The watchwords for today’s financial reporting are integrity and transparency. Failure to provide accurate internal and external reports may result in personal liability.
Current US Securities and Exchange Commission (SEC) regulations leave no room for executives to view their audits with complacency. They can no longer assume that as long as their financial statements comply with Generally Accepted Accounting Principles (GAAP), it doesn’t matter if the figures might be creatively engineered to sidestep ethical principles or reality.
Today, chief executives and chief financial officers must certify to the “appropriateness of the financial statements and disclosures contained in the periodic report, and that those financial statements and disclosures fairly present, in all material respects, the operations and financial condition of the issuer,” according to the SEC.
Executives who wilfully certify statements they know to be false can face criminal charges, fines up to $500,000 and jail terms of up to 20 years.
Even the most ethical executives should be concerned. Can you really swear to the accuracy and integrity of data management processes throughout all the tributary systems that flow into SEC or International Accounting Standards (IAS) reporting? Can you be sure that the legacy accounting tools, proprietary systems and renegade spreadsheets used by various departments are actually supplying valid information that supports a single version of the truth?
As financial transactions and disclosure rules have become more complicated, so has the process of accounting for them. Conventional accounting systems, spreadsheets and enterprise resource planning (ERP) systems have not kept pace with the financial reporting and analysis requirements of dynamic organisations, especially as global business operates at a faster pace than ever, demands strategic decisions on timelines that overwhelm pre-web business models, pressures companies to manage their business from new perspectives and attaches your good name to the bottom line.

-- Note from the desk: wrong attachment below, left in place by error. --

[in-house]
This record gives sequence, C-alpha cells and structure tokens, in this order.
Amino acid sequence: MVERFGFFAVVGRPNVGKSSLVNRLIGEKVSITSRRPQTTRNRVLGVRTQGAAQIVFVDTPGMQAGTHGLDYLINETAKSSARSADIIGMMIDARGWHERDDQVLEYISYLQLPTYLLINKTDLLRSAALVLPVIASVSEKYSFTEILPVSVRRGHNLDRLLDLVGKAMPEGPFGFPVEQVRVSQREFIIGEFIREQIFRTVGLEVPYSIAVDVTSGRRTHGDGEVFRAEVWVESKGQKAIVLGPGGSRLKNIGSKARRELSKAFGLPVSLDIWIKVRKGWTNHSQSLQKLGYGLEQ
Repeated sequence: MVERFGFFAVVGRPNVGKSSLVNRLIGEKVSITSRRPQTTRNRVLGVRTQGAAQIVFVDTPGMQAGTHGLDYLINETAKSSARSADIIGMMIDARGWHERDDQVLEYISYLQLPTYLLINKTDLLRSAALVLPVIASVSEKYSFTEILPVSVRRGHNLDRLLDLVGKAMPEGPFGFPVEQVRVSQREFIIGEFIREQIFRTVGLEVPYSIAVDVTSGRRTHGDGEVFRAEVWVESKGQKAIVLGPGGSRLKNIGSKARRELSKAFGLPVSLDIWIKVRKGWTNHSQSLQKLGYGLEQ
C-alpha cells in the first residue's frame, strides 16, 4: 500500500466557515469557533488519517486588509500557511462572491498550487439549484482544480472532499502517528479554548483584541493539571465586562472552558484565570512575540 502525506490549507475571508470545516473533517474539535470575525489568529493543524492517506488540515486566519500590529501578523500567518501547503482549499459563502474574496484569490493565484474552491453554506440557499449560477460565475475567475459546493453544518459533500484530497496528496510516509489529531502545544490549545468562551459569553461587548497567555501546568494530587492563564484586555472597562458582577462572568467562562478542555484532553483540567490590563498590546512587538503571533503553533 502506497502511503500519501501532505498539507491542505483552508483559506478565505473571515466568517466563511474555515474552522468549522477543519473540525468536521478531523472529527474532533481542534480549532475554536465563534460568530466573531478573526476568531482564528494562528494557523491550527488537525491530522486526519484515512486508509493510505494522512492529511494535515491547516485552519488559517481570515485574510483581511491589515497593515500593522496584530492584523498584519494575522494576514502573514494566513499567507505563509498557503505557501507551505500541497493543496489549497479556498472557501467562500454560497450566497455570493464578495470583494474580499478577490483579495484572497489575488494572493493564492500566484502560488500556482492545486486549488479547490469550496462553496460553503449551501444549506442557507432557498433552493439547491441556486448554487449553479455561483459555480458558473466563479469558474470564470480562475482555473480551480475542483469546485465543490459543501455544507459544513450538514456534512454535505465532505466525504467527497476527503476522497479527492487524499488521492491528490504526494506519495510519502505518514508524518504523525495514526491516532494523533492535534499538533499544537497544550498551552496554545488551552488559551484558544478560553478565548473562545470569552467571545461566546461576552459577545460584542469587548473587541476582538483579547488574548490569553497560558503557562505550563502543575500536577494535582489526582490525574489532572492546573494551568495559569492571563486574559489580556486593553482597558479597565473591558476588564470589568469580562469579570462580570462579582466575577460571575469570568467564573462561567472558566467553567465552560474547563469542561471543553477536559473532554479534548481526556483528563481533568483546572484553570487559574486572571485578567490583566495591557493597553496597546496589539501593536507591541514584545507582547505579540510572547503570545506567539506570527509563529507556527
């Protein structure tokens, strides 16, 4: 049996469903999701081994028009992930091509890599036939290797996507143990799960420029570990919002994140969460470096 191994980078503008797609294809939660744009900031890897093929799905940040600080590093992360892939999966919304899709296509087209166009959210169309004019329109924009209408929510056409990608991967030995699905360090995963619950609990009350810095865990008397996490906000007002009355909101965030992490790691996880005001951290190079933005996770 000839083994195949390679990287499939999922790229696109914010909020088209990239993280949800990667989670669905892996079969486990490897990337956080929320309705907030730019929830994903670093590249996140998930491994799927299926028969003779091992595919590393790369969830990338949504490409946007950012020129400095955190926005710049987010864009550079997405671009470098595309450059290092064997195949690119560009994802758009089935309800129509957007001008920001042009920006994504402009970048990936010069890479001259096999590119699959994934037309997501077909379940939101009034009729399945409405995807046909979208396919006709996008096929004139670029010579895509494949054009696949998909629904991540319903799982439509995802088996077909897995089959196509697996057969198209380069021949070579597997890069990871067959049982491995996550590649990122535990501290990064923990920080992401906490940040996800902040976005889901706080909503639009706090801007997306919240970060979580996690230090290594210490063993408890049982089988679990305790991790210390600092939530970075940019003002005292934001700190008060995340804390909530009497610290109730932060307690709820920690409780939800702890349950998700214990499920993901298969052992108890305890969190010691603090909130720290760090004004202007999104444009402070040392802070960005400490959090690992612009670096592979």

The SAS answer moves beyond two-dimensional spreadsheets, beyond proprietary solutions, and beyond transaction-oriented accounting systems. SAS Financial Management integrates legacy and point solutions with comprehensive SAS data warehousing, planning, forecasting, analysis, reporting and cost-management tools. The result is a unified performance management approach that enables financial managers and executives to:
Plan and allocate resources more effectively and efficiently, aligning strategic objectives with operations and driving performance results.
Manage and consolidate disparate financial and non-financial information, and turn it into a form that can be used for meaningful analysis.
Analyse across multiple levels and dimensions to not only know what was, but what will be and why — generating real business intelligence to fuel greater performance.
Report on the organisation’s performance across multiple dimensions, levels and viewpoints quickly, easily, in whatever format is required by the user to satisfy the internal need for timely strategic information and to meet stringent regulatory reporting requirements.
SAS Financial Management unifies legacy and point systems into a comprehensive, manageable, repeatable process that generates a single version of the truth — one to which you can confidently sign your name.
Click here to read the SAS Financial Management white paper.
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